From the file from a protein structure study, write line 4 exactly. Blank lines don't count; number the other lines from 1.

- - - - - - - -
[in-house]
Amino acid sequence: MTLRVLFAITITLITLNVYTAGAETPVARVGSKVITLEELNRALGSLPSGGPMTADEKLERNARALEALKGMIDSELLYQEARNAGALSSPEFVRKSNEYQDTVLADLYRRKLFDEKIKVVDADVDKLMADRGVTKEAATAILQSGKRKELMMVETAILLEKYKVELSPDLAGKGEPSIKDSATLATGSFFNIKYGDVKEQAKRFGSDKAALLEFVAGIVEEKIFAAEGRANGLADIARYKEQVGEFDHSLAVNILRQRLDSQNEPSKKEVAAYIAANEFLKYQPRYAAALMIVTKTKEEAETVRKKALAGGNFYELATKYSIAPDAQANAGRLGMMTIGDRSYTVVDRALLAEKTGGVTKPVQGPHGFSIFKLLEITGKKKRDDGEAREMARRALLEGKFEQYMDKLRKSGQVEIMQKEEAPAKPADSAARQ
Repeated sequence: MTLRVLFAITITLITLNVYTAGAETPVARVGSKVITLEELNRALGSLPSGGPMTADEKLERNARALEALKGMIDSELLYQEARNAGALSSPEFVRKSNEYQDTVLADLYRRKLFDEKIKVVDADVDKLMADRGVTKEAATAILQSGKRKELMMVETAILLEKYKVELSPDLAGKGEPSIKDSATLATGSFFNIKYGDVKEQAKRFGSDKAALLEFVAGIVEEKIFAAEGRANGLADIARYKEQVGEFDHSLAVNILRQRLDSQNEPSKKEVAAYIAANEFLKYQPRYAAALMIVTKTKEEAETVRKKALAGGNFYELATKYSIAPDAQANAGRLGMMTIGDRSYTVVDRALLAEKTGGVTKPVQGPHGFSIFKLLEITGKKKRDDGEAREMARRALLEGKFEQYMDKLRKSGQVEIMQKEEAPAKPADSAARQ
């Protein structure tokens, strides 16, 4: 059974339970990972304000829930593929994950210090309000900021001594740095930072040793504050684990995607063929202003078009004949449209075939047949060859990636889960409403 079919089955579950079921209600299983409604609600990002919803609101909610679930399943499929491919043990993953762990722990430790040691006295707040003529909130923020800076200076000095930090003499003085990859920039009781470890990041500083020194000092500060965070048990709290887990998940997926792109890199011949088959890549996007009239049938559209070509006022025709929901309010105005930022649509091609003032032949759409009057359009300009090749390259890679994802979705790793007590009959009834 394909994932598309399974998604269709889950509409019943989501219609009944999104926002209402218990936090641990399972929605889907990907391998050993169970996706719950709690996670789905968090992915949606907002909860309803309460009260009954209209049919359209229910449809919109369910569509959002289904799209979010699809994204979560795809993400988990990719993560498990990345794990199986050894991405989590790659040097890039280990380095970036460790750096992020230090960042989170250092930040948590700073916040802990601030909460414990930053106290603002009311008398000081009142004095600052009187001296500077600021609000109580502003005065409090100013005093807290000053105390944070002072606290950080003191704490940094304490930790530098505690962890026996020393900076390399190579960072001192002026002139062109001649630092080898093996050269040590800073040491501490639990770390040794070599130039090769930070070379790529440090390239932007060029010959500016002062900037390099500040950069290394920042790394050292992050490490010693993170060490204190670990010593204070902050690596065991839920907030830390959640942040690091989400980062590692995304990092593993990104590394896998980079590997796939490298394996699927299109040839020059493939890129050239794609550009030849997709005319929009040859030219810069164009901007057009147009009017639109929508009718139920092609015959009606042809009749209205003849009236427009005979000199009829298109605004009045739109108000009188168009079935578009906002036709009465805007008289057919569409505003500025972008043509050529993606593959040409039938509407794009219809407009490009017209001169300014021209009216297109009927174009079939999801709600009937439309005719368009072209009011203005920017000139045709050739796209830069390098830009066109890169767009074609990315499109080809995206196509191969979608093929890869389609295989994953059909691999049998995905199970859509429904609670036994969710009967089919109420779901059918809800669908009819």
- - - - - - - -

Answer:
């Protein structure tokens, strides 16, 4: 059974339970990972304000829930593929994950210090309000900021001594740095930072040793504050684990995607063929202003078009004949449209075939047949060859990636889960409403 079919089955579950079921209600299983409604609600990002919803609101909610679930399943499929491919043990993953762990722990430790040691006295707040003529909130923020800076200076000095930090003499003085990859920039009781470890990041500083020194000092500060965070048990709290887990998940997926792109890199011949088959890549996007009239049938559209070509006022025709929901309010105005930022649509091609003032032949759409009057359009300009090749390259890679994802979705790793007590009959009834 394909994932598309399974998604269709889950509409019943989501219609009944999104926002209402218990936090641990399972929605889907990907391998050993169970996706719950709690996670789905968090992915949606907002909860309803309460009260009954209209049919359209229910449809919109369910569509959002289904799209979010699809994204979560795809993400988990990719993560498990990345794990199986050894991405989590790659040097890039280990380095970036460790750096992020230090960042989170250092930040948590700073916040802990601030909460414990930053106290603002009311008398000081009142004095600052009187001296500077600021609000109580502003005065409090100013005093807290000053105390944070002072606290950080003191704490940094304490930790530098505690962890026996020393900076390399190579960072001192002026002139062109001649630092080898093996050269040590800073040491501490639990770390040794070599130039090769930070070379790529440090390239932007060029010959500016002062900037390099500040950069290394920042790394050292992050490490010693993170060490204190670990010593204070902050690596065991839920907030830390959640942040690091989400980062590692995304990092593993990104590394896998980079590997796939490298394996699927299109040839020059493939890129050239794609550009030849997709005319929009040859030219810069164009901007057009147009009017639109929508009718139920092609015959009606042809009749209205003849009236427009005979000199009829298109605004009045739109108000009188168009079935578009906002036709009465805007008289057919569409505003500025972008043509050529993606593959040409039938509407794009219809407009490009017209001169300014021209009216297109009927174009079939999801709600009937439309005719368009072209009011203005920017000139045709050739796209830069390098830009066109890169767009074609990315499109080809995206196509191969979608093929890869389609295989994953059909691999049998995905199970859509429904609670036994969710009967089919109420779901059918809800669908009819």